Healthcare 201 Workshop– Takeaways

Healthcare 201 Workshop– Takeaways
7/20/17 @ OHSU

 

What: Healthcare Investing – 201: A deep dive into the promise & pitfalls of investing in medtech (medical devices & healthcare IT)

 

Why:

-        Understand the unique characteristics of investing in medical devices & healthcare IT

-        What makes medtech an attractive investment, or not?

-        What pitfalls can we avoid as an early-stage VC?

 

Who: Expert panelists:

-        Alex Suh, California Technology Ventures

-        Thomas Kluz, Providence Ventures

 

Takeaways:

 

We explored the unique dynamics of the medtech market (healthcare IT & medical devices), the ins and outs of investing in medtech, and guidance for OAF as a locally focused, early stage investor.  A pair of healthcare-focused VCs led the conversation: Alex Suh with California Technology Ventures and Thomas Kluz with Providence Ventures.

 

Key success factors and lessons learned:

  

Medical Device Investing Guidance

1.     IP drives exit value – invest in startups with unique IP that can challenge the status quo.

2.     Improved outcomes AND cost savings - Hospital systems and payers more likely to adopt devices that show improved patient outcomes and reduced costs, backed up with empirical data. 

3.     Avoid medical devices subject to FDA pre-market approvals (PMA, usually Class III, high risk devices, 2-3 year approval process).  510K exempt or cleared devices are OK (6-12 mo FDA process).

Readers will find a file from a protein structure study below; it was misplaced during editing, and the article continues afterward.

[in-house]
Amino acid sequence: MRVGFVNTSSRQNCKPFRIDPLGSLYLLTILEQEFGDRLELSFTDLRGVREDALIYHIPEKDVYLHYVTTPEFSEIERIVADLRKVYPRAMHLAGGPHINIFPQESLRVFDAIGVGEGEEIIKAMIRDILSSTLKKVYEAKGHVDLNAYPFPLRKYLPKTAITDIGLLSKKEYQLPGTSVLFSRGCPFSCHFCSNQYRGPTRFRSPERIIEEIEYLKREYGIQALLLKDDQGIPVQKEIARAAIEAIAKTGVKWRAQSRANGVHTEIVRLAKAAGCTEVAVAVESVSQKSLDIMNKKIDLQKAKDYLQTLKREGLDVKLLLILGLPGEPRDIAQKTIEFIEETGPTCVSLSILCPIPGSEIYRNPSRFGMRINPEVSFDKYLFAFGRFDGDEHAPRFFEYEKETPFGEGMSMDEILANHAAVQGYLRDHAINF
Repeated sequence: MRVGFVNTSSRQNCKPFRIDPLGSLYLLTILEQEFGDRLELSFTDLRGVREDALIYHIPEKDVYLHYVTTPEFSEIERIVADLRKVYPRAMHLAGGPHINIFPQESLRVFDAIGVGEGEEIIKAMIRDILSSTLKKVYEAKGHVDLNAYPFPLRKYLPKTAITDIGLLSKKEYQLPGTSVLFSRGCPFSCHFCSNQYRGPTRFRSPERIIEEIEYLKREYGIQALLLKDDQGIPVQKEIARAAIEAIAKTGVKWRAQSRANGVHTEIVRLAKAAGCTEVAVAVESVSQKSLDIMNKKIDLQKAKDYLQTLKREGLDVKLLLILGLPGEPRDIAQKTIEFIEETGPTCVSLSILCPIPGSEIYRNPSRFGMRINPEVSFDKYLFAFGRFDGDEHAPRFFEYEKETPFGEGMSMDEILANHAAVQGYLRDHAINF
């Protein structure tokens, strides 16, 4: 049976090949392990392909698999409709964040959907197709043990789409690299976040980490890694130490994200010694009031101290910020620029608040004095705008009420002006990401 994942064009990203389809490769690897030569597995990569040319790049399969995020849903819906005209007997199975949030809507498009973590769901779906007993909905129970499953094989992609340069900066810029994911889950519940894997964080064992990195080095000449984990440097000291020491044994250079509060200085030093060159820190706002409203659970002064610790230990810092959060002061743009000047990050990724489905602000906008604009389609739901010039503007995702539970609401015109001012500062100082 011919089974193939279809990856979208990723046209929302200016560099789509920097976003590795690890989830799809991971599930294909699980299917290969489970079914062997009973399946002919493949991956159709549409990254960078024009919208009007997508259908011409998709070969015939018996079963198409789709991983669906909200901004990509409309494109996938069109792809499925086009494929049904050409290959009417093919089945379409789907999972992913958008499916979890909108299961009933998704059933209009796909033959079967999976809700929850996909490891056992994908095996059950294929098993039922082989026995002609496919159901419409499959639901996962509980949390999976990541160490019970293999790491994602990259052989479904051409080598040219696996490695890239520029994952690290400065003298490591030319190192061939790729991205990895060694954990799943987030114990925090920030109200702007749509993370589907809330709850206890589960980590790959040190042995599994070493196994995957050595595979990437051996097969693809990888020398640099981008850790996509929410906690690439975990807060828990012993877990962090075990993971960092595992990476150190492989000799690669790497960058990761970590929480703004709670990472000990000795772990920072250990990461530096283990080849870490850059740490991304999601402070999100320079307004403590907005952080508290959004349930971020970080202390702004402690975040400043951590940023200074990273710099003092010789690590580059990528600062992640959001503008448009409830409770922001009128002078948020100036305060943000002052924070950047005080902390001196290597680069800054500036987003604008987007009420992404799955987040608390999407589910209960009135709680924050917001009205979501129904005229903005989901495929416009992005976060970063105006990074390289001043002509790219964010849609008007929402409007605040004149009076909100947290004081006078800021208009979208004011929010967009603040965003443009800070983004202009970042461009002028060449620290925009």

4.     Have sufficient capital to continue to invest at key milestones and during lawsuits. Consider tranched investments. The time and capital to create an MVP can be significant.  Because multiple decision-makers (regulators, insurance, providers, patients), the build-measure-learn-iterate cycle can take years with MedTech vs. days or hours with consumer/enterprise software. 

  1. Partner with funds or strategics who work regularly with the FDA and key industry partners, and who have structured their funds for long development, sales, and deployment cycles (eg. 20-year fund horizons and/or evergreen funds)
  2. Be prepared to consider relocating to regions with the specialized resources and expertise to develop and bring a product to market – e.g., Seattle or California.

 

Healthcare IT Investing Guidance

  1. Cost savings, revenue, & distribution (usage) will drive exit value - invest in technology with significant cost reduction to entire system (payers, providers, and patients). 
  2. Longer sales, deployment, and adoption cycles (e.g., 2-3 years for healthcare vs 6-18 months for enterprise SW) 
  3. Location less important, especially with right industry connections.  Oregon as good a location as any for healthcare IT startups.